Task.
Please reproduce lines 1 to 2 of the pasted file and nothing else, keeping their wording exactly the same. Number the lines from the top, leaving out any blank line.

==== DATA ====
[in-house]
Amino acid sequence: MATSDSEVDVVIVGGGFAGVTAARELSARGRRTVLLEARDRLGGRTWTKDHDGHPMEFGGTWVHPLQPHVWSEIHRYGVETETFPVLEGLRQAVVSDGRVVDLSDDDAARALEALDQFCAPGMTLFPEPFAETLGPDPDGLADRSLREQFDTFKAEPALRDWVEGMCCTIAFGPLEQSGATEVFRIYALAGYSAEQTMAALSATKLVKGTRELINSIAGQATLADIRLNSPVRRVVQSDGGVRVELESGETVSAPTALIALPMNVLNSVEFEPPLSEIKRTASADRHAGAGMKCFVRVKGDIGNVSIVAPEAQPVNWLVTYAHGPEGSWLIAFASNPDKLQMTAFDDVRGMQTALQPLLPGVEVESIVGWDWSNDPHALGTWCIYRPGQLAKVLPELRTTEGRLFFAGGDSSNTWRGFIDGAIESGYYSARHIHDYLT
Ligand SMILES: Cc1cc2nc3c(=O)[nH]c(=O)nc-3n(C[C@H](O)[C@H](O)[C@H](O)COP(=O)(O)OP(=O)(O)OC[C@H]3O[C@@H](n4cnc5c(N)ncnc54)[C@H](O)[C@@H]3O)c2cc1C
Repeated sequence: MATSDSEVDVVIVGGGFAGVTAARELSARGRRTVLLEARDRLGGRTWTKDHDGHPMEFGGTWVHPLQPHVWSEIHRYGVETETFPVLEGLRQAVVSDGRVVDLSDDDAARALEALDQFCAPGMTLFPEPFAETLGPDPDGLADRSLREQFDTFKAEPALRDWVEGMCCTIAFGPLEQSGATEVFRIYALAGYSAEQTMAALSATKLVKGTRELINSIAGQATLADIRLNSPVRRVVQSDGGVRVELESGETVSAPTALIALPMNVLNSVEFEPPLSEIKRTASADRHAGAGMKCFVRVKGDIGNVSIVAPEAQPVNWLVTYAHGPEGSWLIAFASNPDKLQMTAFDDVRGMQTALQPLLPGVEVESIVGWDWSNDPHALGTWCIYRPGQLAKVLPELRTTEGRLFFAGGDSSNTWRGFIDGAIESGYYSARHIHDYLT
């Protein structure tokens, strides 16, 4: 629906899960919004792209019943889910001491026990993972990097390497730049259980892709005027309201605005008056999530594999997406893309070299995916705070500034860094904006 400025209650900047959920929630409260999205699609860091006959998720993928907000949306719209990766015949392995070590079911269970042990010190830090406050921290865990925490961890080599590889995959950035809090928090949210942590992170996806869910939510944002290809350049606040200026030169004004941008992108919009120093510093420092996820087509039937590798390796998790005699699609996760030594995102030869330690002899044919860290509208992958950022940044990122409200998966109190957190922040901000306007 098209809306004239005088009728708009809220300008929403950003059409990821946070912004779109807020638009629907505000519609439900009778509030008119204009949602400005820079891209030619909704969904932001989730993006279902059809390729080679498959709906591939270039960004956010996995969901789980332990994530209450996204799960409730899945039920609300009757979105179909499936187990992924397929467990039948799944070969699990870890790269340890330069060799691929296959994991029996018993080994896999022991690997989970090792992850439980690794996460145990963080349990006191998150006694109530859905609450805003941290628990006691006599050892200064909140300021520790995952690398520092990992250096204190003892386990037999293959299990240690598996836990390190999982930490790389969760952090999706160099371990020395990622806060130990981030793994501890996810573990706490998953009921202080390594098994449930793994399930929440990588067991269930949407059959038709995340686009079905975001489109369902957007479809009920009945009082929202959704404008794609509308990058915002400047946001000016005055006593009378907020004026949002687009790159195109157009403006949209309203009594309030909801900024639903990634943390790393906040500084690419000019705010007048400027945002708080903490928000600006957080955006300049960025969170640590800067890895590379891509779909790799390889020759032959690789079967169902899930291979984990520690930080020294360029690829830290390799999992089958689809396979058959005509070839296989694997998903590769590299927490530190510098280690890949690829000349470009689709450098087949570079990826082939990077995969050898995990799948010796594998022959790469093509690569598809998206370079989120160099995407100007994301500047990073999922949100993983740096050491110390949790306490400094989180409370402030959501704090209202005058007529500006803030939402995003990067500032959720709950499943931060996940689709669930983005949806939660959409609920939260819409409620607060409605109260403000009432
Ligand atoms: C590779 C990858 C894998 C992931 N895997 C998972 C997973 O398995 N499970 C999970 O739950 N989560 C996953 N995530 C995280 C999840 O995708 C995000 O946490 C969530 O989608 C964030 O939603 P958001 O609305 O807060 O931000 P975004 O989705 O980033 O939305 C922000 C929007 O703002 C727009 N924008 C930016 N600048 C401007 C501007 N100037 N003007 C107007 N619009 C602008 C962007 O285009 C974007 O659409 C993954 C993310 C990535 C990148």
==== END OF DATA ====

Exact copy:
[in-house]
Amino acid sequence: MATSDSEVDVVIVGGGFAGVTAARELSARGRRTVLLEARDRLGGRTWTKDHDGHPMEFGGTWVHPLQPHVWSEIHRYGVETETFPVLEGLRQAVVSDGRVVDLSDDDAARALEALDQFCAPGMTLFPEPFAETLGPDPDGLADRSLREQFDTFKAEPALRDWVEGMCCTIAFGPLEQSGATEVFRIYALAGYSAEQTMAALSATKLVKGTRELINSIAGQATLADIRLNSPVRRVVQSDGGVRVELESGETVSAPTALIALPMNVLNSVEFEPPLSEIKRTASADRHAGAGMKCFVRVKGDIGNVSIVAPEAQPVNWLVTYAHGPEGSWLIAFASNPDKLQMTAFDDVRGMQTALQPLLPGVEVESIVGWDWSNDPHALGTWCIYRPGQLAKVLPELRTTEGRLFFAGGDSSNTWRGFIDGAIESGYYSARHIHDYLT